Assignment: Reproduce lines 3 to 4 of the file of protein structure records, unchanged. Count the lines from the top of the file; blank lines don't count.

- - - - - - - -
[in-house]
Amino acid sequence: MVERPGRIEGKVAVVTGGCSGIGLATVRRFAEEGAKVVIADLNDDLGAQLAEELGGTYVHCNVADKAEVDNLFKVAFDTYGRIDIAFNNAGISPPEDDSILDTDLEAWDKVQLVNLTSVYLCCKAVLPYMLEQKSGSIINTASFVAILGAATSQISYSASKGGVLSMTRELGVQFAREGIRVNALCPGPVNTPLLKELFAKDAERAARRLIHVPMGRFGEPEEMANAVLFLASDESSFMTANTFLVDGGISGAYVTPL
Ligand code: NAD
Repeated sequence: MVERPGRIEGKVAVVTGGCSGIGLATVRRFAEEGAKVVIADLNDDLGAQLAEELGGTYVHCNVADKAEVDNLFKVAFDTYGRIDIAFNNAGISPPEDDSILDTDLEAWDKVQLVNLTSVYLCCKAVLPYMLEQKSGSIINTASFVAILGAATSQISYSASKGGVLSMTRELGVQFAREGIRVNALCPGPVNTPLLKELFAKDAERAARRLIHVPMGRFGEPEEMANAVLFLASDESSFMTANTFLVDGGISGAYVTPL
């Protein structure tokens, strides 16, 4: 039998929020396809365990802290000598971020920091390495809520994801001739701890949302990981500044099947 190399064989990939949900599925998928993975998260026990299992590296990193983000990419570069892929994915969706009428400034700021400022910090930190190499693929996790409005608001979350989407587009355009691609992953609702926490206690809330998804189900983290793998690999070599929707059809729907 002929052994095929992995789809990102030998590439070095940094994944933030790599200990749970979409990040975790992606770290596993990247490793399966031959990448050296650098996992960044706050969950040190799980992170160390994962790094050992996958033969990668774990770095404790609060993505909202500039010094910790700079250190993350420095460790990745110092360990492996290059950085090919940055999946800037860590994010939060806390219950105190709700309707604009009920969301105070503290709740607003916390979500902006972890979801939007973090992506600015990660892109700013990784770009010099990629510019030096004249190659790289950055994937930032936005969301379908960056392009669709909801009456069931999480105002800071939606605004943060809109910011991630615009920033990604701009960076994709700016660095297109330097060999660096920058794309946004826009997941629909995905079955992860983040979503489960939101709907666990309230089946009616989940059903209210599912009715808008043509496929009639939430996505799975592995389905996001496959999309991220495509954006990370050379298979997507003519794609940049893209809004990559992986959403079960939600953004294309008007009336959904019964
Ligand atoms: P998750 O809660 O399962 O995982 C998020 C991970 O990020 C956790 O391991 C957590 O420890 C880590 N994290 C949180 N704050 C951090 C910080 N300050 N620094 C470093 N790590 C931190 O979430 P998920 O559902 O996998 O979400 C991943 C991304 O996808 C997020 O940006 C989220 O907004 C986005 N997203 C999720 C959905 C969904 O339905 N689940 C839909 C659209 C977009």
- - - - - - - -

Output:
Ligand code: NAD
Repeated sequence: MVERPGRIEGKVAVVTGGCSGIGLATVRRFAEEGAKVVIADLNDDLGAQLAEELGGTYVHCNVADKAEVDNLFKVAFDTYGRIDIAFNNAGISPPEDDSILDTDLEAWDKVQLVNLTSVYLCCKAVLPYMLEQKSGSIINTASFVAILGAATSQISYSASKGGVLSMTRELGVQFAREGIRVNALCPGPVNTPLLKELFAKDAERAARRLIHVPMGRFGEPEEMANAVLFLASDESSFMTANTFLVDGGISGAYVTPL